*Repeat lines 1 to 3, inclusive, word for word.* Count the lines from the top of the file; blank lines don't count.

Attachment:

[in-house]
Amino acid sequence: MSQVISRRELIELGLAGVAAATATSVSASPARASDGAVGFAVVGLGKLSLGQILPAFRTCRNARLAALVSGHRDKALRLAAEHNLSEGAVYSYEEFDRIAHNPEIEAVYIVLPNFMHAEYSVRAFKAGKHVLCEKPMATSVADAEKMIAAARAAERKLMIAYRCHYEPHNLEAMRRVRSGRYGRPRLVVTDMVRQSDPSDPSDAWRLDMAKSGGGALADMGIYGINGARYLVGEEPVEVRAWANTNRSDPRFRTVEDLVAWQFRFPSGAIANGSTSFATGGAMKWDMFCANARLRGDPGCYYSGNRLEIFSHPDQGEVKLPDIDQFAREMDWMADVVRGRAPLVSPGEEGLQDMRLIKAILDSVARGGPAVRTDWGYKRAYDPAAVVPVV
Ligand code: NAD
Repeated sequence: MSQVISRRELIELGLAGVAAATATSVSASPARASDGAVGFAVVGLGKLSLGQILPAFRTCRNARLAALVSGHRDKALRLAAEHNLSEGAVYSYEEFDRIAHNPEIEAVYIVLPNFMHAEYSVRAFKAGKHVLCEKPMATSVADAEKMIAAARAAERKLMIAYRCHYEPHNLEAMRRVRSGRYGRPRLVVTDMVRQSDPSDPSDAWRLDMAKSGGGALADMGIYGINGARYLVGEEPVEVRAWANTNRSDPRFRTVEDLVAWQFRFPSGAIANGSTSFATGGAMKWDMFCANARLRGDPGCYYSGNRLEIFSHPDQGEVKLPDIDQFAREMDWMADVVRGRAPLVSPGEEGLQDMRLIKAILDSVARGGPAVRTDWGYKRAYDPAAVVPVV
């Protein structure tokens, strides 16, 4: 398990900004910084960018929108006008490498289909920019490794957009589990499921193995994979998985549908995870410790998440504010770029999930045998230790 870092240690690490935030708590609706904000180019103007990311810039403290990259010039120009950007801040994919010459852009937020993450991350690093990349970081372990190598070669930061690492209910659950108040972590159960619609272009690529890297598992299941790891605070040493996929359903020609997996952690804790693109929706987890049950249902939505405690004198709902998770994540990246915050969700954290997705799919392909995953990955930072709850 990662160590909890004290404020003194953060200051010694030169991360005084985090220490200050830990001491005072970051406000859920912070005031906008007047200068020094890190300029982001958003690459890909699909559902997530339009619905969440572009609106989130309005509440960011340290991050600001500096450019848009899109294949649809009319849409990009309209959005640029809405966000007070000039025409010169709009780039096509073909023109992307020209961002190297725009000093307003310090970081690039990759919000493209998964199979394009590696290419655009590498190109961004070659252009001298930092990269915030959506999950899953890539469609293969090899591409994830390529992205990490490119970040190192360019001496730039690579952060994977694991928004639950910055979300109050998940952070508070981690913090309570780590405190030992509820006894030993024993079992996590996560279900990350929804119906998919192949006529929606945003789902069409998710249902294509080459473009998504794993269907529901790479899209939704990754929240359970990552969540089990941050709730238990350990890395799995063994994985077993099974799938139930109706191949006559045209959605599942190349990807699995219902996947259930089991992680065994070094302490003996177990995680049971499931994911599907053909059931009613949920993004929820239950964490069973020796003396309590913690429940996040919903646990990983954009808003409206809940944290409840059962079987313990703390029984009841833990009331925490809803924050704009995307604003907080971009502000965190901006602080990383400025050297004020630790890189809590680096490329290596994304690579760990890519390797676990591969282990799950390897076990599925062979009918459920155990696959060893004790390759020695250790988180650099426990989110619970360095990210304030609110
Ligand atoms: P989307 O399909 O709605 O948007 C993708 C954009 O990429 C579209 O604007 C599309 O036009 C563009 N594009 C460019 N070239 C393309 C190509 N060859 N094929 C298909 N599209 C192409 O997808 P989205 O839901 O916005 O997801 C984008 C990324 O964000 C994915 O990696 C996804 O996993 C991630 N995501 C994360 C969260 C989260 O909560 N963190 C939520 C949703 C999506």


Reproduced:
[in-house]
Amino acid sequence: MSQVISRRELIELGLAGVAAATATSVSASPARASDGAVGFAVVGLGKLSLGQILPAFRTCRNARLAALVSGHRDKALRLAAEHNLSEGAVYSYEEFDRIAHNPEIEAVYIVLPNFMHAEYSVRAFKAGKHVLCEKPMATSVADAEKMIAAARAAERKLMIAYRCHYEPHNLEAMRRVRSGRYGRPRLVVTDMVRQSDPSDPSDAWRLDMAKSGGGALADMGIYGINGARYLVGEEPVEVRAWANTNRSDPRFRTVEDLVAWQFRFPSGAIANGSTSFATGGAMKWDMFCANARLRGDPGCYYSGNRLEIFSHPDQGEVKLPDIDQFAREMDWMADVVRGRAPLVSPGEEGLQDMRLIKAILDSVARGGPAVRTDWGYKRAYDPAAVVPVV
Ligand code: NAD